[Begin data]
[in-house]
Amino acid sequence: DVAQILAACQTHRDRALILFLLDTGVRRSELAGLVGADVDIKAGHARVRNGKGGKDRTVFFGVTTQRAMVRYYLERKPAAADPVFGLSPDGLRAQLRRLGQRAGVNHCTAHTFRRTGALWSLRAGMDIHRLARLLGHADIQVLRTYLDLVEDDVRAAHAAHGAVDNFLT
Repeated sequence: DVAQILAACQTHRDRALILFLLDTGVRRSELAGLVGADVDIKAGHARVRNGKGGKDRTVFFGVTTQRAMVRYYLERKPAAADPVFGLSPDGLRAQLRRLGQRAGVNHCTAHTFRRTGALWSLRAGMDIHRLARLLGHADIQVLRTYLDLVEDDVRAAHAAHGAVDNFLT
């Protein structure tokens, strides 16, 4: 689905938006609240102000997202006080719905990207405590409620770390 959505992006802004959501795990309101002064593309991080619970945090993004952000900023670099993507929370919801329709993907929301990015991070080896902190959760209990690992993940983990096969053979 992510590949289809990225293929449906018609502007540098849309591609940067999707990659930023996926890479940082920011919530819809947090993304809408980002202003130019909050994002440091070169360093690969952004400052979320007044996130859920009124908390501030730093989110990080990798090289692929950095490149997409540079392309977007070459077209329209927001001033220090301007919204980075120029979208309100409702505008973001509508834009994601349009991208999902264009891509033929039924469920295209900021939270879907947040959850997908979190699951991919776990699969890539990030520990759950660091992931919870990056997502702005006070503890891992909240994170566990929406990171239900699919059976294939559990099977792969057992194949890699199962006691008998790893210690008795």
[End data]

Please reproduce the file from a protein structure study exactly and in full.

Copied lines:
[in-house]
Amino acid sequence: DVAQILAACQTHRDRALILFLLDTGVRRSELAGLVGADVDIKAGHARVRNGKGGKDRTVFFGVTTQRAMVRYYLERKPAAADPVFGLSPDGLRAQLRRLGQRAGVNHCTAHTFRRTGALWSLRAGMDIHRLARLLGHADIQVLRTYLDLVEDDVRAAHAAHGAVDNFLT
Repeated sequence: DVAQILAACQTHRDRALILFLLDTGVRRSELAGLVGADVDIKAGHARVRNGKGGKDRTVFFGVTTQRAMVRYYLERKPAAADPVFGLSPDGLRAQLRRLGQRAGVNHCTAHTFRRTGALWSLRAGMDIHRLARLLGHADIQVLRTYLDLVEDDVRAAHAAHGAVDNFLT
């Protein structure tokens, strides 16, 4: 689905938006609240102000997202006080719905990207405590409620770390 959505992006802004959501795990309101002064593309991080619970945090993004952000900023670099993507929370919801329709993907929301990015991070080896902190959760209990690992993940983990096969053979 992510590949289809990225293929449906018609502007540098849309591609940067999707990659930023996926890479940082920011919530819809947090993304809408980002202003130019909050994002440091070169360093690969952004400052979320007044996130859920009124908390501030730093989110990080990798090289692929950095490149997409540079392309977007070459077209329209927001001033220090301007919204980075120029979208309100409702505008973001509508834009994601349009991208999902264009891509033929039924469920295209900021939270879907947040959850997908979190699951991919776990699969890539990030520990759950660091992931919870990056997502702005006070503890891992909240994170566990929406990171239900699919059976294939559990099977792969057992194949890699199962006691008998790893210690008795």